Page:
FDA or­ders pelvic sur­gi­cal mesh off the mar­ket

The Buffalo News - - NATIONAL NEWS - By Lau­rie McGin­ley

The Food and Drug Ad­min­is­tra­tion on Tues­day or­dered man­u­fac­tur­ers of sur­gi­cal mesh used for re­pair­ing a con­di­tion called pelvic or­gan pro­lapse to im­me­di­ately stop sell­ing their prod­ucts, the lat­est turn in a years­long bat­tle over the safety of the im­plants.

The FDA said the com­pa­nies, Bos­ton Sci­en­tific and Colo­plast, had not demon­strated a “rea­son­able as­sur­ance” of safety and ef­fec­tive­ness for the de­vices over the long term, and will have 10 days to sub­mit plans for with­draw­ing them from the mar­ket.

The FDA ac­tion specif­i­cally af­fects sur­gi­cal mesh used for the transvagi­nal re­pair of pelvic or­gan pro­lapse, which oc­curs when the mus­cles and tis­sues sup­port­ing the uterus, blad­der or rec­tum be­come weak or loose. That can al­low or­gans to drop or press into the vagina. The reg­u­la­tory ac­tion does not ap­ply to mesh used for other con­di­tions, such as her­nias or stress uri­nary in­con­ti­nence.

The FDA move, its tough­est ac­tion yet against the de­vices, comes af­ter tens of thou­sands of women have filed law­suits against mesh man­u­fac­tur­ers claim­ing in­juries, bleed­ing and pain. It said there has been an in­crease in re­ports of ad­verse events in the past sev­eral years in­volv­ing the de­vices.

In 2016, the FDA re­clas­si­fied the prod­ucts as high-risk de­vices – sub­ject­ing them to the agency’s most strin­gent path for de­vice over­sight – and re­quired man­u­fac­tur­ers to ob­tain ap­proval to con­tinue to mar­ket them. Many man­u­fac­tur­ers with­drew from the mar­ket amid the height­ened reg­u­la­tory scru­tiny and the grow­ing num­ber of law­suits.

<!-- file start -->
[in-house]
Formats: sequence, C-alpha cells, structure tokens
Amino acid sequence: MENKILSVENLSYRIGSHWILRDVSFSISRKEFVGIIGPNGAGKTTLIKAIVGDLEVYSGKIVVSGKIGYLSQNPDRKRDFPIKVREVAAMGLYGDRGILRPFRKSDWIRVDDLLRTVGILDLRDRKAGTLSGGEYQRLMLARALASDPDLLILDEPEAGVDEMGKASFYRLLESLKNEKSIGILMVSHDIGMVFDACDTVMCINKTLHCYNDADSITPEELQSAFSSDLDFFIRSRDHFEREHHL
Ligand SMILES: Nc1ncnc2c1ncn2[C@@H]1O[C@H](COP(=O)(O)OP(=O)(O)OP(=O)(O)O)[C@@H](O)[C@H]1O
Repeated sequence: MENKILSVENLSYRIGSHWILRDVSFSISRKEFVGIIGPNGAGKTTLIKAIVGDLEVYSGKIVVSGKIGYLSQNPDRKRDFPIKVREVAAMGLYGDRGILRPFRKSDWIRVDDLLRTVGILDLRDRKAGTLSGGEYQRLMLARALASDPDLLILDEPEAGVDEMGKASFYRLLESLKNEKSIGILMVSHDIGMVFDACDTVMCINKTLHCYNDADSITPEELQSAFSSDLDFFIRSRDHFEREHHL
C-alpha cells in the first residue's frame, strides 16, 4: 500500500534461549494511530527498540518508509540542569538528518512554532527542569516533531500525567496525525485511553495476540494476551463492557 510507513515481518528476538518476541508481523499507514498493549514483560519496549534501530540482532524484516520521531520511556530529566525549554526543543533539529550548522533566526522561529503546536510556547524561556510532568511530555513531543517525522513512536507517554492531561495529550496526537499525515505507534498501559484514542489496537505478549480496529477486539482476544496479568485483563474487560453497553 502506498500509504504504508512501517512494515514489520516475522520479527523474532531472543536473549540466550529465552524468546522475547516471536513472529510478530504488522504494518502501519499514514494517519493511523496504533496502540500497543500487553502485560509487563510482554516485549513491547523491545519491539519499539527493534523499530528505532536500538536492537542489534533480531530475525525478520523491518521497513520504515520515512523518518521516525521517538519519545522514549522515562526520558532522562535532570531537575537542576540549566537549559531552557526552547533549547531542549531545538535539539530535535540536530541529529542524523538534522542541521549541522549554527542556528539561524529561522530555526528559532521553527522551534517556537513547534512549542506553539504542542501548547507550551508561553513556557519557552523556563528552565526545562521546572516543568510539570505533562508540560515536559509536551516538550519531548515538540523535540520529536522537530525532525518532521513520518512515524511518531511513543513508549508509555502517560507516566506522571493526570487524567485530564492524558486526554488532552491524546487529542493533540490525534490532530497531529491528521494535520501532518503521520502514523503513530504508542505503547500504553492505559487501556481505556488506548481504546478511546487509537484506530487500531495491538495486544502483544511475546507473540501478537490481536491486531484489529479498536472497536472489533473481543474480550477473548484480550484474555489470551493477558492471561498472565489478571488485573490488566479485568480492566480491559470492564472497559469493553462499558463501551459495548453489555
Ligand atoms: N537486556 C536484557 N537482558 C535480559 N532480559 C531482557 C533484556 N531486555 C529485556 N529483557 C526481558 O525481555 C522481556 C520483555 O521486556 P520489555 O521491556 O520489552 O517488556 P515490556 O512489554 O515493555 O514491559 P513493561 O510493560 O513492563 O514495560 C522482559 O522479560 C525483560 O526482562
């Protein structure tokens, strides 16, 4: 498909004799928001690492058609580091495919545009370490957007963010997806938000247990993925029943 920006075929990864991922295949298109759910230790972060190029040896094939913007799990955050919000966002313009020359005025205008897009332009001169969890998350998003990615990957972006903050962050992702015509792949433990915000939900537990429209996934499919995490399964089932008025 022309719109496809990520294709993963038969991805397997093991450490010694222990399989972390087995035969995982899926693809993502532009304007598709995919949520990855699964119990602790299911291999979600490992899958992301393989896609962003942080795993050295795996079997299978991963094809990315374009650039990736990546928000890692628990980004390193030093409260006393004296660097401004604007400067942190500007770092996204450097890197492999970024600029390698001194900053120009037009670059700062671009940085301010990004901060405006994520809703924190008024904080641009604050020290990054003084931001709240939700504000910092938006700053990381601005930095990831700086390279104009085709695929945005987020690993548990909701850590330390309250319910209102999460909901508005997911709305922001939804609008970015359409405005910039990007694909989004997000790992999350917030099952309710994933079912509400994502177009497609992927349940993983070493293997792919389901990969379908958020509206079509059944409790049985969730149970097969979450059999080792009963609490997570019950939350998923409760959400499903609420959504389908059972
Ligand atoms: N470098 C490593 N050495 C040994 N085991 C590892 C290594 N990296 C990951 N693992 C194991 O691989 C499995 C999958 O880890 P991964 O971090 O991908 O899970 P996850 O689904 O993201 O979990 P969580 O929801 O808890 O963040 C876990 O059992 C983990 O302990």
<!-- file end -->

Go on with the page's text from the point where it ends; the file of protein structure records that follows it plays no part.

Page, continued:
“In or­der for these mesh de­vices to stay on the mar­ket, we de­ter­mined that we needed ev­i­dence that they worked bet­ter than surgery with­out the use of mesh to re­pair pelvic or­gan pro­lapse,” said Jeffrey Shuren, di­rec­tor of the agency’s Cen­ter for De­vices and Ra­di­o­log­i­cal Health. “That ev­i­dence was lack­ing in these pre­mar­ket ap­pli­ca­tions, and we couldn’t as­sure women that these de­vices were safe and ef­fec­tive long term.”

Pub­lic Ci­ti­zen, which first pe­ti­tioned the FDA in 2011 to ban the prod­ucts, wel­comed the move, but it said it came “too late for the thou­sands of women who have been ir­repara­bly harmed by these de­vices.” The group said it has been clear for sev­eral years that the prod­ucts “are un­safe for treat­ing pelvic or­gan pro­lapse and lack any clin­i­cally sig­nif­i­cant ben­e­fits in com­par­i­son to non­mesh prod­ucts.”

Bos­ton Sci­en­tific said the com­pany was “deeply dis­ap­pointed” by the agency’s de­ci­sion, adding that “pa­tient safety is al­ways our high­est pri­or­ity.” The com­pany said the FDA ac­tion will “se­verely limit” op­tions for women seek­ing treat­ment for pelvic or­gan pro­lapse. Colo­plast de­clined to com­ment.

About 1 in 8 women have surgery to re­pair the con­di­tion, and a sub­set of the pro­ce­dures use the mesh, the agency said. It added that the pro­por­tion of women un­der­go­ing the mesh pro­ce­dures de­creased af­ter the FDA be­gan is­su­ing warn­ings.

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